So I made a decision to try to find as much of that missing 50% coder as I could. I felt there was a significant committment from my company to this project, and there was a rather nasty budget impact to a bunch of people if it didn’t fly, so I felt there was no choice but to make it fly. It was my feeling, given the corporate financial situation at the time, that going for extra headcount wouldn’t work (and frankly, we didn’t have the time in the schedule to wait for the process to bring another body on and get them up to speed), and besides, did I mention that I’m a rather stubborn cuss who believes he can pull off pretty much any miracle?
(digression: in retrospect, I’d say that going back to for more resources would have killed the beast early on, when it was still unproven. But later on, once it was in operation and it was proving itself, I probably should have tried, and I probably would have gotten it — but by then, I felt the worst of the disaster was over, and for the most part, I think I was right. We still could have pulled in our schedules better than we did if I’d thought it out better. But I’m sometimes a bit stubborn, you know?)
So I did what I thought had to be done, crawled in a hole, pulled it in after me, and started hacking. The whole crew (four of us, plus my boss) dug in and fought the good fight. and it worked. We didn’t meet schedules as well as I wish I had, but we did okay. Not good enough, but okay.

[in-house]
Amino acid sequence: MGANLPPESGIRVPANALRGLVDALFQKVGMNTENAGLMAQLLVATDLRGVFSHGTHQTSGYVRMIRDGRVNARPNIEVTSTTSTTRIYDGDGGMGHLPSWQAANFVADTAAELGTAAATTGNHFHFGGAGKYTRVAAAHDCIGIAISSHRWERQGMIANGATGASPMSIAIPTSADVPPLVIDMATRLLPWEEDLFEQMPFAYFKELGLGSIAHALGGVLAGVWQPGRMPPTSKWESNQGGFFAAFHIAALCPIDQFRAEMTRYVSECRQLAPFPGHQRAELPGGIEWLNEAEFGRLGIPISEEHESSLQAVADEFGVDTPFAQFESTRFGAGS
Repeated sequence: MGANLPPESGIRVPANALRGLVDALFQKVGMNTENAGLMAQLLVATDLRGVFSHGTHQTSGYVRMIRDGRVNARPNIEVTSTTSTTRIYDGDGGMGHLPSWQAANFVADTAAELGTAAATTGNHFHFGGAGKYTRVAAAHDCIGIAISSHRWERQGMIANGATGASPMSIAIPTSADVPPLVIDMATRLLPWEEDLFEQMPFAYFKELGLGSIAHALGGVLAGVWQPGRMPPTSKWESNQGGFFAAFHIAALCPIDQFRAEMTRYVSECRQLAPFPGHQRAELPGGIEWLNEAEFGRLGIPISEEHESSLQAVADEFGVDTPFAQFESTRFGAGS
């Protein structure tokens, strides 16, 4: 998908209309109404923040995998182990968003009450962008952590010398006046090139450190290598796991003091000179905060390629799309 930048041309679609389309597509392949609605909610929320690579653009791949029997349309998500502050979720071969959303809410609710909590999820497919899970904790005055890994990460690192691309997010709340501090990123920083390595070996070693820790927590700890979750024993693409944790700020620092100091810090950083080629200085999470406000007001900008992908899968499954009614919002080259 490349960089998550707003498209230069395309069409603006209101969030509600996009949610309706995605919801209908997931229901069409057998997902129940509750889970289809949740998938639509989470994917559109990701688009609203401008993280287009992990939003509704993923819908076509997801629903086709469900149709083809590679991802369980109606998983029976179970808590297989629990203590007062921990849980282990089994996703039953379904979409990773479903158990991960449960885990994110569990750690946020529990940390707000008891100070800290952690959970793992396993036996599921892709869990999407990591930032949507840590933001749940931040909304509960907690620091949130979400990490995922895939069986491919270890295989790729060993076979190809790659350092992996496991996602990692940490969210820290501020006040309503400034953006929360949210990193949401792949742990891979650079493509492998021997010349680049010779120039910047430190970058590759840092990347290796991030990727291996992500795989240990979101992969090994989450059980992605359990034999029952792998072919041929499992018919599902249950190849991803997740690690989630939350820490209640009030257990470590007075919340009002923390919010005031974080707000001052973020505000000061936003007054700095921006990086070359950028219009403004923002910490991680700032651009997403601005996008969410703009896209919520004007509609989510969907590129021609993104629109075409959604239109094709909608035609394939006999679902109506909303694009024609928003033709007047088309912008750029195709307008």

So that’s why I’ve been working long hours. I made a proposal to Apple to build a Thing. they paid me to build it. There were groups within Apple that were depending on that thing, and I felt committed to not letting them down, to the best of my ability. so I did whatever I could to meet that committment. I also felt professionally I had a lot on the line; if it failed, I’d never be trusted again (and rightfully so), and that probably was ‘it’ for me at Apple. I decided that wasn’t an option. I didn’t feel like faceplanting with that many people watching.
And, you know what? (I say this around work, and people stare at me like I’m crazy) I haven’t had this much fun in years. I haven’t had this much personal and professional growth in a long time. I’ve had to grow myself technically to make this project fly, I’ve had to grow myself professionally, learning how to manage people, manage projects, coordinate the work of multiple people, deal with outside organizations that are now my clients — lots of things that have been on the “someday” list, and all showed up on the to do list along the way.
It’s been one hell of a hack. Sometimes stressful (well, no; usually stressful, but people tend to forget there’s good stress and bad stress, and it’s been mostly good stress), but always a challenge, and I love a good challenge.